Friday, 4 August 2017

The Voice - Consumer's Voice

Can they keep my money?

Hi Richard. I went to a bed shop a month or two ago and saw a bed was interested in but I was told I can laybye it for 6 months. Unfortunately I am no longer working and won't be able to pay my monthly so I opted to cancel the laybye and they are saying they are going to charge me something out of the money I already paid. This was never explained to me when I took the laybye so they just won't refund me.

There were no instructions whatsoever on the laybye regarding the terms and conditions.

Are you sure there wasn’t a form you signed explaining the conditions of the laybye? I’d be surprised if a reputable store didn’t insist on a written agreement for this sort of purchase. If there isn’t how can they expect to know who owes what to who?

In normal circumstances I can see how a store might want to charge you a small fee because of the minor inconvenience you’ve caused them when you cancel the deal. They’ll need to update their records to show that the bed is no longer reserved for you and they might even have turned away another customer who wanted to buy the bed. This will have cost them some money through no fault of their own.

However, if there isn’t such a written agreement then I can’t see how they can demand that they keep a portion of what you’ve already paid them. They can’t just make up conditions to suit their interests. Section 15 (1) (e) of the Consumer Protection Regulations says that a company fails to meet minimum standards of performance if, when a deal is cancelled, they fail to pay back a down-payment or deposit “promptly”. Section 17 (1) (d) also says that they can’t cause “a probability of confusion or of misunderstanding” regarding your legal rights” by just making up conditions when they feel like it.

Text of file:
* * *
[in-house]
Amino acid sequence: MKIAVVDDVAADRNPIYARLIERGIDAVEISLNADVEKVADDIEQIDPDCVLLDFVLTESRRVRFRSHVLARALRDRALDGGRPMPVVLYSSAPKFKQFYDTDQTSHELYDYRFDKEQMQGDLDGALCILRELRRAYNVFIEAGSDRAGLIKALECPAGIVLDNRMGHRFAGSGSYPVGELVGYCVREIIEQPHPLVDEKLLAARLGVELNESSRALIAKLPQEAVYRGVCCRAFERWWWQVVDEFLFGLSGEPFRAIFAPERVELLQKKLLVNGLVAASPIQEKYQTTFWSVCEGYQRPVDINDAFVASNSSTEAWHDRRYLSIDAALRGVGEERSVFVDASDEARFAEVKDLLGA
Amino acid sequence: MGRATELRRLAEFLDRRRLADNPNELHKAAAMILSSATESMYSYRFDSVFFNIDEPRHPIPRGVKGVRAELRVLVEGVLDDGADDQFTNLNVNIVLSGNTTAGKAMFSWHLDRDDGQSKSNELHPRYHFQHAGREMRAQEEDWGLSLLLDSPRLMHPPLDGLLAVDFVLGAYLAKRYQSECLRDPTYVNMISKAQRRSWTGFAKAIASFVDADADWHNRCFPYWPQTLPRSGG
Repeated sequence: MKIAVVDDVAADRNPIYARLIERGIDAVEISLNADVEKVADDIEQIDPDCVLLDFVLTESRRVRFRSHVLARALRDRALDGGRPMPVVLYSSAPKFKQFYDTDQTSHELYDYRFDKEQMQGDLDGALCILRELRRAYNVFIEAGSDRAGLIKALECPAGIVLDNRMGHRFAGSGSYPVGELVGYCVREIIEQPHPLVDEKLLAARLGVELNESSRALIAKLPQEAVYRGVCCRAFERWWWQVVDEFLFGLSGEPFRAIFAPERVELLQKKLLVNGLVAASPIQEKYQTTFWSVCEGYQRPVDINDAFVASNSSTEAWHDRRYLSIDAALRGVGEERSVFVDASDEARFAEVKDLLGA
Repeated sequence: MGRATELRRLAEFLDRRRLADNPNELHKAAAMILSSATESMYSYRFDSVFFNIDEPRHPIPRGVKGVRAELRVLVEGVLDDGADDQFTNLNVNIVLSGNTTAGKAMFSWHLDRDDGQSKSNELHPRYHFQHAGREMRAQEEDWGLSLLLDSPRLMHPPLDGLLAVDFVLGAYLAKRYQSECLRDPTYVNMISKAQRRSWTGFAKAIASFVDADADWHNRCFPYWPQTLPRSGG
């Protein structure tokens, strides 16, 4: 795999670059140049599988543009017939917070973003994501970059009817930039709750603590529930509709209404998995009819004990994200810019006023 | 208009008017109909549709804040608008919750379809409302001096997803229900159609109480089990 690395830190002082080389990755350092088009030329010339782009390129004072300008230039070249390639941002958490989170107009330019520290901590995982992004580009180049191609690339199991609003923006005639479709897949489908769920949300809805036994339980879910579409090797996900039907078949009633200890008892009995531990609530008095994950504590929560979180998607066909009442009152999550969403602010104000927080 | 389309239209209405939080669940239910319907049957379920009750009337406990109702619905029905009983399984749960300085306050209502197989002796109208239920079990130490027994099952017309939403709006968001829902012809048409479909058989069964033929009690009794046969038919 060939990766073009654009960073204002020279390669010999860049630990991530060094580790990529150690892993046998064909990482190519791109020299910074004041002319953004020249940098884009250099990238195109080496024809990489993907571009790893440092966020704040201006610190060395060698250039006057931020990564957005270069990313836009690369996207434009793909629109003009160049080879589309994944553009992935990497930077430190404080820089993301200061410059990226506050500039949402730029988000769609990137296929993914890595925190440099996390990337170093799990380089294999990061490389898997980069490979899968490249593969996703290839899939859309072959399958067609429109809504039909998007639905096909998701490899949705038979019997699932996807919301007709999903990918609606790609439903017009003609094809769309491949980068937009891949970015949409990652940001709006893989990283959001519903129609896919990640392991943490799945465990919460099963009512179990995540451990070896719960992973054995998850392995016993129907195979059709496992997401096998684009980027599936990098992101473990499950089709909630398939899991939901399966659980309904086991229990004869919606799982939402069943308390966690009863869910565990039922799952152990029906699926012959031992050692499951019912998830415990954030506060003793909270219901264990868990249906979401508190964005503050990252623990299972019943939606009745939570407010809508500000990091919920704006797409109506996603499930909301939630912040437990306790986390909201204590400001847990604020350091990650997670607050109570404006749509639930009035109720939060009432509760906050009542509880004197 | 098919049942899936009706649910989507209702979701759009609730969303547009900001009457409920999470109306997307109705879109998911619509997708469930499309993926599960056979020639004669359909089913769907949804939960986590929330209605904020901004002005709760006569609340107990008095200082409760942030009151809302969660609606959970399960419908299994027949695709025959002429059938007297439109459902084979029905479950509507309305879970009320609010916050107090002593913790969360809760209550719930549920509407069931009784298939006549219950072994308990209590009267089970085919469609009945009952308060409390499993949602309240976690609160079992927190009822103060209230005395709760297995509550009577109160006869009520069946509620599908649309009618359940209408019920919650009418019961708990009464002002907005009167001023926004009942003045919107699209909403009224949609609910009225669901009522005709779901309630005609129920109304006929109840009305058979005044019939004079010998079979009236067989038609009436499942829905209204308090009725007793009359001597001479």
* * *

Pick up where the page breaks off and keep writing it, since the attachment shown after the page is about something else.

I suggest you go back to the store and ask them to show you where you agreed that they could deduct any amount from your payment. If they can’t then they have no right to do so.

How much interest can they charge?

I wanted to ask if it's within a Shop's right to charge one interest in a store card that is way more than what that said person owes them? E.g. Maybe I owe them 5,000 and I don't pay them for 1 year because I'm not working can they charge me interest monthly and then the amount I owe becomes 15,000?

Yes, they can. There are no limits to what a lender can charge you with one exception. That’s the so-called “in duplum” rule which says that when a debt is settled, the interest cannot be greater than the capital amount that is remaining. So if you go to them owing P5,000, they can’t charge more than P5,000 in interest. But that’s only at the time you settle the debt in full. If you’re paying the interest over an extended period then there’s no limit. That’s why if you buy something using hire purchase or have a long-term bank loan the interest could exceed the capital amount.

Meanwhile you’re entitled to a full statement of your account that should show you every payment you made, every charge they applied and the penalties and interest they applied when you were in arrears. I think you should ask for such a statement and check that their records are correct and that their arithmetic is correct.

As for the numbers they’re quoting they seem possible to me. The costs of using store cards and buying on hire purchase are enormous and if you get into arrears they can be even greater. Our advice is to avoid hire purchase and store cards like they’re an infectious disease. While store cards are sold to us by stressing their convenience and the ease with which you can buy things, the real reason stores want you to have them is that they make separating us from our money so much easier. If you do ever get one please make sure that you read and understand the terms and conditions before you sign the application form. If by any chance the store won’t let you take the T&Cs away to think about it, then you know they have something to hide!

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